Stargazers will be treated to two phenomenons this month: there will be a supermoon arising and a total lunar eclipse! First we will be treated with the supermoon on 13th July. There was a supermoon last month on the 13th June and one is expected for the 11th August so with the three lined up so close together, astronomers have been getting very excited. The one this Friday night will be the largest – and the closest to Earth – of the three. Unfortunately, we don’t usually get a show when the supermoon arises as they don’t tend to be visible, but it’s believed that the oceans of Earth feel them. It’s recognised that tides change pace and height, as they become extra high and extra low in the days following exposure of the phenomenon.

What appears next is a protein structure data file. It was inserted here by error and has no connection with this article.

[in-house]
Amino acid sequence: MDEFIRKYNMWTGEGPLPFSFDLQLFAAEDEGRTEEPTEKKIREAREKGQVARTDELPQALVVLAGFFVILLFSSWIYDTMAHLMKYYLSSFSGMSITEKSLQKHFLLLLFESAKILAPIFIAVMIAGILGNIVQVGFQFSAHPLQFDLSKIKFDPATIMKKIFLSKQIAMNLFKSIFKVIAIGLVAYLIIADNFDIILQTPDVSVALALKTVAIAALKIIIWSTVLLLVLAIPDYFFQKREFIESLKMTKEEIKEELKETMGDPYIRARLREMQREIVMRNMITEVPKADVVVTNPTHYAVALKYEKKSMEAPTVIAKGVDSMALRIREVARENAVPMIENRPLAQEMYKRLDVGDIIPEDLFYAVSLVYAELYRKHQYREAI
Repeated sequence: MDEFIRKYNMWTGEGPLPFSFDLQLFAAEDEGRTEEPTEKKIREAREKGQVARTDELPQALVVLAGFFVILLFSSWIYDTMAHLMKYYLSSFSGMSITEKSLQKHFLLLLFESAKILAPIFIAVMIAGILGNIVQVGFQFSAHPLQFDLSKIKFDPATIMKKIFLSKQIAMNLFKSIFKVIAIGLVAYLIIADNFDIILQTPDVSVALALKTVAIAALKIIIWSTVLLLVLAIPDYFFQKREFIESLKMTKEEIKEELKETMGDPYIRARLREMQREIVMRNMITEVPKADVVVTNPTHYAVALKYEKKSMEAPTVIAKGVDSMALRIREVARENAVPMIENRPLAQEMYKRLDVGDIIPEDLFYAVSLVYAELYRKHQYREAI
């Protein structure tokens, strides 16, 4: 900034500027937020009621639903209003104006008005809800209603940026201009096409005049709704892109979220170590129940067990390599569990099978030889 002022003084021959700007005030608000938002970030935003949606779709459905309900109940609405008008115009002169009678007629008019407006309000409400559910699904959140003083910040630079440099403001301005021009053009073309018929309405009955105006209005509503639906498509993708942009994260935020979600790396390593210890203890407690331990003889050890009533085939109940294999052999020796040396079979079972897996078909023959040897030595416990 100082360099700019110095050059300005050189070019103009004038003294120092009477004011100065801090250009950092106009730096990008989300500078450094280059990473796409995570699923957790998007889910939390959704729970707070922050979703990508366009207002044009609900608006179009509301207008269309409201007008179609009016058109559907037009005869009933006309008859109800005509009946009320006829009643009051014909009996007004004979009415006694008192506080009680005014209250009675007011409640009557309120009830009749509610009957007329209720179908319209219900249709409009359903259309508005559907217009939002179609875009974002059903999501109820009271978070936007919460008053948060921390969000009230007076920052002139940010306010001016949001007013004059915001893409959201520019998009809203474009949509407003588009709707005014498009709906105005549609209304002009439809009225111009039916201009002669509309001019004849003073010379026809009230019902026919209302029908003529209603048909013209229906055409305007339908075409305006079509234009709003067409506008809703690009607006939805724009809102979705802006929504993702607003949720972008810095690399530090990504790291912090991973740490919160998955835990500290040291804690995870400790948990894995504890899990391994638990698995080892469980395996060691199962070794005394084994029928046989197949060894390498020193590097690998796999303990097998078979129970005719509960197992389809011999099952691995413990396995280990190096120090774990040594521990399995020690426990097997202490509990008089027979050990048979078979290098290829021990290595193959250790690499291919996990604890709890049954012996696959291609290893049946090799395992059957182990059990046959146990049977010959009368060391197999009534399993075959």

Your gemstones will benefit from the huge moon too, so put them on your windowsill before the evening’s event or arrange them in the garden to re-charge their qualities and help them to help you make the most out of them!
So, will no one get to view it?
A few very lucky areas in the Earth’s Southern Hemisphere will get a glimpse of the new moon this month, although they will only be able to see the new moon silhouette – or at least part of it – during a partial solar eclipse. During the super moon next month, people at high latitudes in the Northern Hemisphere will be able to view the second partial solar eclipse.